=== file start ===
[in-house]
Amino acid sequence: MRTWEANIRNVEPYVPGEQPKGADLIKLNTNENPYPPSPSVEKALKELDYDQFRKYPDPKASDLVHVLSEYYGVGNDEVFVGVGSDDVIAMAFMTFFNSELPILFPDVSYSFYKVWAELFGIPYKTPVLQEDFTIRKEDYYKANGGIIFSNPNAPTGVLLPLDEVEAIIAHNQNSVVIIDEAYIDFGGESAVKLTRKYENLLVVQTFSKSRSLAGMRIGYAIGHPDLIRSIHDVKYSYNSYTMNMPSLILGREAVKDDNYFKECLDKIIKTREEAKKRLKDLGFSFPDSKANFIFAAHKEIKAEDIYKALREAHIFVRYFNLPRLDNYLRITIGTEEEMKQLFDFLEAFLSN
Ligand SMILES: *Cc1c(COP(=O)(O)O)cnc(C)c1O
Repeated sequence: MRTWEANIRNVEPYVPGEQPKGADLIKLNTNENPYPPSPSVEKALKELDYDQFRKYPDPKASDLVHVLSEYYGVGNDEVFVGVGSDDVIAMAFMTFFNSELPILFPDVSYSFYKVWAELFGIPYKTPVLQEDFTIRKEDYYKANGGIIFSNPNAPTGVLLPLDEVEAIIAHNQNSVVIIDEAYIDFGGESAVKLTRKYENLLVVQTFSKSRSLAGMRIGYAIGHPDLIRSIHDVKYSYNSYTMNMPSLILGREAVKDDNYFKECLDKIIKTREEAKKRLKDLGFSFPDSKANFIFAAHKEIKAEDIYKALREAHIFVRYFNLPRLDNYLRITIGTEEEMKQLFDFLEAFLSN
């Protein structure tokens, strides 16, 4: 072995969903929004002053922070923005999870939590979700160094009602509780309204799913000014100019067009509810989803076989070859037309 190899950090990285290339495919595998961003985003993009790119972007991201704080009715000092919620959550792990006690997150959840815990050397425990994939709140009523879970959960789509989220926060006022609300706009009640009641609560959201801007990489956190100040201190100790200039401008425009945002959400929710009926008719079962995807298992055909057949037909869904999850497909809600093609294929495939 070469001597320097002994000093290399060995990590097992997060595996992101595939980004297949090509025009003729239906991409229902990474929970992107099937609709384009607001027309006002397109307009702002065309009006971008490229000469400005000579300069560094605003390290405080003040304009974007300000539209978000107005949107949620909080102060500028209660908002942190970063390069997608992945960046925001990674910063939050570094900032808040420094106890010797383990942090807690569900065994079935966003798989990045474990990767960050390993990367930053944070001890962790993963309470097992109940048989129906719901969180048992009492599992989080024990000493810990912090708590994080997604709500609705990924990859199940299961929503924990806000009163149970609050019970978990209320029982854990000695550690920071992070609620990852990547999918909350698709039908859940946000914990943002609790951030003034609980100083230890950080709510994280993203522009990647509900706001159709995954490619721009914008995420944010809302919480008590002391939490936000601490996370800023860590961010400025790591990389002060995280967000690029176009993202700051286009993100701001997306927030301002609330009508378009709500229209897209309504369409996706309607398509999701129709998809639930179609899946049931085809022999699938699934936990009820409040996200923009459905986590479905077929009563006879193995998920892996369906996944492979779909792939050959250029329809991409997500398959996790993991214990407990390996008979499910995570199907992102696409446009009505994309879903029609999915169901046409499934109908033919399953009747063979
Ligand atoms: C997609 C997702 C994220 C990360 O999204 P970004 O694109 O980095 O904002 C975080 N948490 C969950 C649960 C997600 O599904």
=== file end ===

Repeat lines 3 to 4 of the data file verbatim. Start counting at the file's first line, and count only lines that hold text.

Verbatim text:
Ligand SMILES: *Cc1c(COP(=O)(O)O)cnc(C)c1O
Repeated sequence: MRTWEANIRNVEPYVPGEQPKGADLIKLNTNENPYPPSPSVEKALKELDYDQFRKYPDPKASDLVHVLSEYYGVGNDEVFVGVGSDDVIAMAFMTFFNSELPILFPDVSYSFYKVWAELFGIPYKTPVLQEDFTIRKEDYYKANGGIIFSNPNAPTGVLLPLDEVEAIIAHNQNSVVIIDEAYIDFGGESAVKLTRKYENLLVVQTFSKSRSLAGMRIGYAIGHPDLIRSIHDVKYSYNSYTMNMPSLILGREAVKDDNYFKECLDKIIKTREEAKKRLKDLGFSFPDSKANFIFAAHKEIKAEDIYKALREAHIFVRYFNLPRLDNYLRITIGTEEEMKQLFDFLEAFLSN